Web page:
This is an interesting book, as I never knew my home-province had a soldier who became a POW held in Nagasaki. I always assumed Newfoundland had sent soldiers only to the European Theatre in World War II.

I was speaking idiomatically.
Originally Posted by Rune Factory on cocaine
Go, right now. Back to your console. Start on Hard. Look down, now back to me. Aren't your genitals bigger? Boost kick left, now right. It's your girlfriend, with two tickets for free sex with her sister. Look at yourself, now me. You could be as awesome as me too. I'm in an Augmented Reaction Suit.
New Chaokaze album, "Japan Terminus", available now on iTunes & Bandcamp!
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Hyde


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Old Jun 23, 2014, 10:52 PM #38 of 46
I'm reading Pedagogy of the Oppressed. It's a great read about subverting power structures and non-violent practices for empowering disenfranchised groups. It's really reinforcing my beliefs as an educator and secular humanist.

Prior to that, I read Pornland: How pornography hijacked our sexuality and Sex at dawn. I enjoyed both reads. Pornland focuses primarily on the porn industry. Sex at dawn is a book that Dan Savage mentions quite often on his podcast so I thought I would give that a read.

What kind of toxic man-thing is happening now?
Silv
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Old Jul 4, 2014, 03:17 AM Local time: Jul 4, 2014, 09:17 AM #39 of 46
Just finished re-reading "The Fog" by James Herbert, had the inclination to read it again after a lot of heavy fog made it's way into town and after seeing some impressive artwork for it.
Next on the reading list is "Warsaw Anagrams" by Richard Zimler.

FELIPE NO
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In A Way, He Died In Every War


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Old Aug 18, 2014, 10:00 AM #40 of 46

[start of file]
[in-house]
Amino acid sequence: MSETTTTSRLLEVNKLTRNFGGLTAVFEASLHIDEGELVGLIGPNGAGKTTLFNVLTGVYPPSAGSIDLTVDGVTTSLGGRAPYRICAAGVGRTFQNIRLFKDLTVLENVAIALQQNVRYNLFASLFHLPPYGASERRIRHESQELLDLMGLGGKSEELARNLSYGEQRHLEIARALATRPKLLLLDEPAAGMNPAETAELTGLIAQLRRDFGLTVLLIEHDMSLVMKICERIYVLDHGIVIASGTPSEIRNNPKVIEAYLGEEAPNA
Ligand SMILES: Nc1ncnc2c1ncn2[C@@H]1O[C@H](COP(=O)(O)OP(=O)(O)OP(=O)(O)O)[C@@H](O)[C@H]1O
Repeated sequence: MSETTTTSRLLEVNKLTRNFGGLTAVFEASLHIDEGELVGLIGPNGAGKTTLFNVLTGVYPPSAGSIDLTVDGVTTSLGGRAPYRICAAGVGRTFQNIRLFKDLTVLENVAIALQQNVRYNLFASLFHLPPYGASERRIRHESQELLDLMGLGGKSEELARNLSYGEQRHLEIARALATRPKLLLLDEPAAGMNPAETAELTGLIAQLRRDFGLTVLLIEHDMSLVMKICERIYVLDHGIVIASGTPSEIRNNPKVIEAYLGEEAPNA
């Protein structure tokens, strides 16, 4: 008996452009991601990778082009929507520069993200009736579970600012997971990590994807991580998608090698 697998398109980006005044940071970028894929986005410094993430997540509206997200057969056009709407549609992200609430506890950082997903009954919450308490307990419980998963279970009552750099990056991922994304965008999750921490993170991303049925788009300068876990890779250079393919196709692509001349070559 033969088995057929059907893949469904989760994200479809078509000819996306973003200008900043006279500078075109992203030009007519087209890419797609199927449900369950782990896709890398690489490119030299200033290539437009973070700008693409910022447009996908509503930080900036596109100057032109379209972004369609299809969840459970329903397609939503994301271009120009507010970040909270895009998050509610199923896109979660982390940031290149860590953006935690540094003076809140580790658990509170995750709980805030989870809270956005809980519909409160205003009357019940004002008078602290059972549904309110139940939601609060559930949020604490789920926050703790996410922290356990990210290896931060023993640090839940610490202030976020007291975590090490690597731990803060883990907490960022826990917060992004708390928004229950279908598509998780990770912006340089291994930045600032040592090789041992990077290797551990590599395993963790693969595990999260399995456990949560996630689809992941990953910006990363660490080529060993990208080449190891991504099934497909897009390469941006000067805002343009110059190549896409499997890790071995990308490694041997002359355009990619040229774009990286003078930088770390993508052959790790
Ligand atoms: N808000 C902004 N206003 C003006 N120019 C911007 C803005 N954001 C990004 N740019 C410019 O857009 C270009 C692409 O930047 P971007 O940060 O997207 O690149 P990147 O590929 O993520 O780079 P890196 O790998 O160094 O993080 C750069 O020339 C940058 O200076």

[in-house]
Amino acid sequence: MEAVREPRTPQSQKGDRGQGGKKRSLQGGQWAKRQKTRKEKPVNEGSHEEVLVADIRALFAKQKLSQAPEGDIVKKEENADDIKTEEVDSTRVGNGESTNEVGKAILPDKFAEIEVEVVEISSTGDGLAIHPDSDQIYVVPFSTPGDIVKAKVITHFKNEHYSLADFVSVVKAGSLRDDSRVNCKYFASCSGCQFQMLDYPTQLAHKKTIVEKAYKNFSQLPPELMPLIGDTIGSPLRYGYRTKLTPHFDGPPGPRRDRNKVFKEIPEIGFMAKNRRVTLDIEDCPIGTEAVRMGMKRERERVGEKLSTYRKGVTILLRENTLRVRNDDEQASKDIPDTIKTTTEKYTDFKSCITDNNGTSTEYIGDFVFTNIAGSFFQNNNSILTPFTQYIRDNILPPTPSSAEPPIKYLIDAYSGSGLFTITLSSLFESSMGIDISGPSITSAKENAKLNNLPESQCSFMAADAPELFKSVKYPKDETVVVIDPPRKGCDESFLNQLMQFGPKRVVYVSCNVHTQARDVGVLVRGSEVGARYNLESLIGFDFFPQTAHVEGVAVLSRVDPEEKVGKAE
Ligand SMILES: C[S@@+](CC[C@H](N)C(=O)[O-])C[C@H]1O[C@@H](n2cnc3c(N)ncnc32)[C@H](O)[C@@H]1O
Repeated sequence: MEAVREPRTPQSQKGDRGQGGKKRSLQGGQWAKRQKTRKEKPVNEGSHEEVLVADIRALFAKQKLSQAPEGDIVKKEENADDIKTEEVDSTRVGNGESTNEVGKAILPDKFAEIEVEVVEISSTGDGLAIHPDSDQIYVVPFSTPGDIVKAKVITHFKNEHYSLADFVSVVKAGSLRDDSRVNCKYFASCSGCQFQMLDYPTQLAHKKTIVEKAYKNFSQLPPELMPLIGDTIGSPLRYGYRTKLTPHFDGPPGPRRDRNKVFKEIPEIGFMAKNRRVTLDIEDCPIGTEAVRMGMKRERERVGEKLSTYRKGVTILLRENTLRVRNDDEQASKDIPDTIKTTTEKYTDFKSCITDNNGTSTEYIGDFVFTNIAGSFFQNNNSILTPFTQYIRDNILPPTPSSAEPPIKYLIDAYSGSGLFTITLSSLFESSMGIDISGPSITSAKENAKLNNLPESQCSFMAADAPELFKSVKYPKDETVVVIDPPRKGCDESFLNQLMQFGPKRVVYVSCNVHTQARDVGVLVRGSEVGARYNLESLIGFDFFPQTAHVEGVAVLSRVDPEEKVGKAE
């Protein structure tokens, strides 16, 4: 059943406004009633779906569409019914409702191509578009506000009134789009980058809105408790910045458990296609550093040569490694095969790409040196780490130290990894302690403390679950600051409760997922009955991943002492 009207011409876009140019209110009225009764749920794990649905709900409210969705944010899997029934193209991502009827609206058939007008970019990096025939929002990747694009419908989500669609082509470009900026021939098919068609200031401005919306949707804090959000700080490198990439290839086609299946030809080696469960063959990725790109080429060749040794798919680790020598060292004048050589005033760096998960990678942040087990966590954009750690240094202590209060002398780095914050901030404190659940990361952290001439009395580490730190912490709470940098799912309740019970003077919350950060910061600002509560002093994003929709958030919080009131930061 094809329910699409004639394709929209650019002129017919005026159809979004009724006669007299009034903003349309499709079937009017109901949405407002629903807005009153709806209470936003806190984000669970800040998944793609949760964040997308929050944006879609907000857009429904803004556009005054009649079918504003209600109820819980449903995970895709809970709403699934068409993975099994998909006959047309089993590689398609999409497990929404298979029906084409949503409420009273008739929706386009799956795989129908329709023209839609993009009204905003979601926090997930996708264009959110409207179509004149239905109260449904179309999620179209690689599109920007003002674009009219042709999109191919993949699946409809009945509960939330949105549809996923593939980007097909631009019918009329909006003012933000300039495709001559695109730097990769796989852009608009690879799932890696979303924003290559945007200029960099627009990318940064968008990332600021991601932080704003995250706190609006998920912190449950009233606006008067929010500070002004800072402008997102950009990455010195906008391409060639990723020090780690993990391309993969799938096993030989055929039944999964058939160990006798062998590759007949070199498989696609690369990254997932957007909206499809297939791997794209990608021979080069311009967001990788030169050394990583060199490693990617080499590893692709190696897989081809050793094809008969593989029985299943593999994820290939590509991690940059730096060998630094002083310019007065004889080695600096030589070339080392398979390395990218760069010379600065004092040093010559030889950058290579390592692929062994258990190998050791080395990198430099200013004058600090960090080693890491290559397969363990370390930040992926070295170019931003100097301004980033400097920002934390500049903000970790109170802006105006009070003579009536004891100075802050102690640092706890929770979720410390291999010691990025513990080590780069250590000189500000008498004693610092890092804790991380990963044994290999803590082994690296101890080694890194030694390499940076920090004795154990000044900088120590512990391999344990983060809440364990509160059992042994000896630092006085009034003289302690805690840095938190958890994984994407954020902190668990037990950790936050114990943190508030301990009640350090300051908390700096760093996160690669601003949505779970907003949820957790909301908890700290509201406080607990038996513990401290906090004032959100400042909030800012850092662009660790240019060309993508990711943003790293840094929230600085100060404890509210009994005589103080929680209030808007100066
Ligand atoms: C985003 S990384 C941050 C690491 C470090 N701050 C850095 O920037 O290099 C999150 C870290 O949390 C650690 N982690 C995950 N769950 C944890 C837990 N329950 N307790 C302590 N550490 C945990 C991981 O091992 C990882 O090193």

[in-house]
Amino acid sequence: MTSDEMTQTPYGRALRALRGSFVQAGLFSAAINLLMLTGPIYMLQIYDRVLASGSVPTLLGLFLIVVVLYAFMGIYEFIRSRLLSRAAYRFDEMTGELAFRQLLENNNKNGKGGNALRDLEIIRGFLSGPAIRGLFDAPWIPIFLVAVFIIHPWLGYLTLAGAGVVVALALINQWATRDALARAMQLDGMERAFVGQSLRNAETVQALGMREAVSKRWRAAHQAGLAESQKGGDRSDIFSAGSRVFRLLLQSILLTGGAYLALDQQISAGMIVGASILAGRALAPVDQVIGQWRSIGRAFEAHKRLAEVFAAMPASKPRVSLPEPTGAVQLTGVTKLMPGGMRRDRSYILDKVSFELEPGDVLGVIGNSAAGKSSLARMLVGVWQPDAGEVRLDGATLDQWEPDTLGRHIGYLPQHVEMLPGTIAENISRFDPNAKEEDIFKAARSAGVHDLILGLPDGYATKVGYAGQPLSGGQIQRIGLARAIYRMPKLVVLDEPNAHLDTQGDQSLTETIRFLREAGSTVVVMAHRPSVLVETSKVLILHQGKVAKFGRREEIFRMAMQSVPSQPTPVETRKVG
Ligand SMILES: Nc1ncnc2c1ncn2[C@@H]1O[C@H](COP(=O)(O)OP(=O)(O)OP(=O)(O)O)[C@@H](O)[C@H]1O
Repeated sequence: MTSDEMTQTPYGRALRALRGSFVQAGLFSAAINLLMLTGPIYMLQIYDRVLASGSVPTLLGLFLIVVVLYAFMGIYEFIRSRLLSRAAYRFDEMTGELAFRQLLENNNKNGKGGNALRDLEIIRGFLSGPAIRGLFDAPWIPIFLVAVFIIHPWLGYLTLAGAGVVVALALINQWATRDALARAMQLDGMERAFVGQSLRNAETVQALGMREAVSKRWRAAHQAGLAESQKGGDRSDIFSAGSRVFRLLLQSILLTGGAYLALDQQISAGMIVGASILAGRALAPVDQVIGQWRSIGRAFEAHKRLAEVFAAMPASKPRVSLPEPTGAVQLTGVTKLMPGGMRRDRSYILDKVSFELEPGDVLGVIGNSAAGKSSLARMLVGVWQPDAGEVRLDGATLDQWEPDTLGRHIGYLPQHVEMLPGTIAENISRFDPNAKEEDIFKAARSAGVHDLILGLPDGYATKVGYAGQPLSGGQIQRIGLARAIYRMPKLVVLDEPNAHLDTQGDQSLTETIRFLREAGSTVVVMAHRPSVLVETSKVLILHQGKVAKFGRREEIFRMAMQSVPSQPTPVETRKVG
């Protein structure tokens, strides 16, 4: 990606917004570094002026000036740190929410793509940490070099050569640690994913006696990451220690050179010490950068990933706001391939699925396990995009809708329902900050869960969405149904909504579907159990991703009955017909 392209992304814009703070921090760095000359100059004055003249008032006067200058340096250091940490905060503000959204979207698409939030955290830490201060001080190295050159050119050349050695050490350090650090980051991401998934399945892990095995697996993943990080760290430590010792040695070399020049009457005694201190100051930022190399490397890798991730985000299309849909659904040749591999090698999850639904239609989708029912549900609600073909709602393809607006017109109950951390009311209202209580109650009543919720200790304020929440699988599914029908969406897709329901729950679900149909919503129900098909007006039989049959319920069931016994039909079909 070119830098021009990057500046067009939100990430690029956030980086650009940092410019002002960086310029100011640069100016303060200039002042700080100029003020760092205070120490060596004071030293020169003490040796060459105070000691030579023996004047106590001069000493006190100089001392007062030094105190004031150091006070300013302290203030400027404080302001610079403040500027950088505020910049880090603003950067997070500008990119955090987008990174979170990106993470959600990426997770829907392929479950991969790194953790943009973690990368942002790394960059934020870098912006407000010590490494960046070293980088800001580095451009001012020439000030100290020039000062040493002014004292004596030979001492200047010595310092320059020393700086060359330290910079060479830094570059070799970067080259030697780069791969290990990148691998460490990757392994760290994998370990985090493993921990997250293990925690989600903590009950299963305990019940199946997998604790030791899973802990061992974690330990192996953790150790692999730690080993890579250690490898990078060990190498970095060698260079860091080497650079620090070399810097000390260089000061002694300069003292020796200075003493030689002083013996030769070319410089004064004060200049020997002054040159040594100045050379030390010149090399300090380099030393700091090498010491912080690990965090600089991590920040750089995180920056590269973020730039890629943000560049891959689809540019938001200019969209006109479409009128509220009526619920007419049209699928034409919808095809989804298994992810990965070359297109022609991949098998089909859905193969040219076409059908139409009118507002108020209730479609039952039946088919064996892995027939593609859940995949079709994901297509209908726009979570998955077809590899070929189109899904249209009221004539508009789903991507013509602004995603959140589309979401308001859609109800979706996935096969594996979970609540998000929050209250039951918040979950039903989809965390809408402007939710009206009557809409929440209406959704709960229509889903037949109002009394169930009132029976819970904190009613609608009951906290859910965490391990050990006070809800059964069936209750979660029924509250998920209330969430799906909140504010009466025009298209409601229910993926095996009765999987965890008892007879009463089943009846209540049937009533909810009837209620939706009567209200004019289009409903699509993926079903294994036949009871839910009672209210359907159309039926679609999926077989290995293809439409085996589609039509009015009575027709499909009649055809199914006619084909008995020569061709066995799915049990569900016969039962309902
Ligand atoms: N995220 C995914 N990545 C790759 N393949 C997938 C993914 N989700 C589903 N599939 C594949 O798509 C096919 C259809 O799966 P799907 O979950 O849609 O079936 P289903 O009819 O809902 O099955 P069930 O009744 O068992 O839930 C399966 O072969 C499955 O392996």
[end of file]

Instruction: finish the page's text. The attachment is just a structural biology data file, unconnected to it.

Finished Casino Royale. Fleming isn't a great writer - it comes off as a travelogue - but it picks-up half way through. Noticed a couple nice touches from the film that they lifted from the book.

Currently reading Moonraker - which has nothing to do with the movie of the same name.

I have a stack of books almost as tall as I am next to my recliner. I don't even bother watching TV anymore (except when BBC America runs marathons of TNG and Kitchen Nightmares.)

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Dandelion Cysts
HI I'M TALEC


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Old Aug 18, 2014, 10:21 PM #41 of 46
I have so many things to read. Yesterday I finally got around to reading the two volumes of Rosario+Vampire that I got while moving/being in AL! Legit one of my favorite in-progress manga.

Jam it back in, in the dark.
Silv
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Old Sep 28, 2014, 04:55 PM Local time: Sep 28, 2014, 10:55 PM #42 of 46
Finally managed to survive the tome that is James Herbert's "Shrine" - if you like really long and drawn out stories, this one is for you. Not his best but not his worst either.

Not sure what to read next, thinking I might reread "Fear and Loathing in Las Vegas" by Hunter S. Thompson.

There's nowhere I can't reach.


"Non-nerdish people are BORING. It's all babies and shoes and kids and cricket."
heofian
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Old Oct 31, 2014, 01:20 AM #43 of 46
Wink Light Novels

I've been on a bit of a Japanese light novel binge recently; they are basically short novels you can read in about 4-6 hours with several manga-like images interspersed throughout the novel. A lot of anime these days are adapted from them.

I just finished reading all 12 of the Ore no Imouto ga Konna ni Kawaii Wake ga Nai novels. I enjoyed them right until the last novel which sort of made me regret spending all the time reading the previous novels.

I am also eagerly waiting for someone to finish translating volume 23 of Maria-sama ga Miteru after tremendously enjoying the story so far; nothing is more enjoyable than all girls school shoujo ai goodness. It is sort of annoying though because volumes 23-26 are untranslated then 27-33 are translated. I am seriously contemplating skipping to the translated ones seeing as how long it is taking for 23 to get done.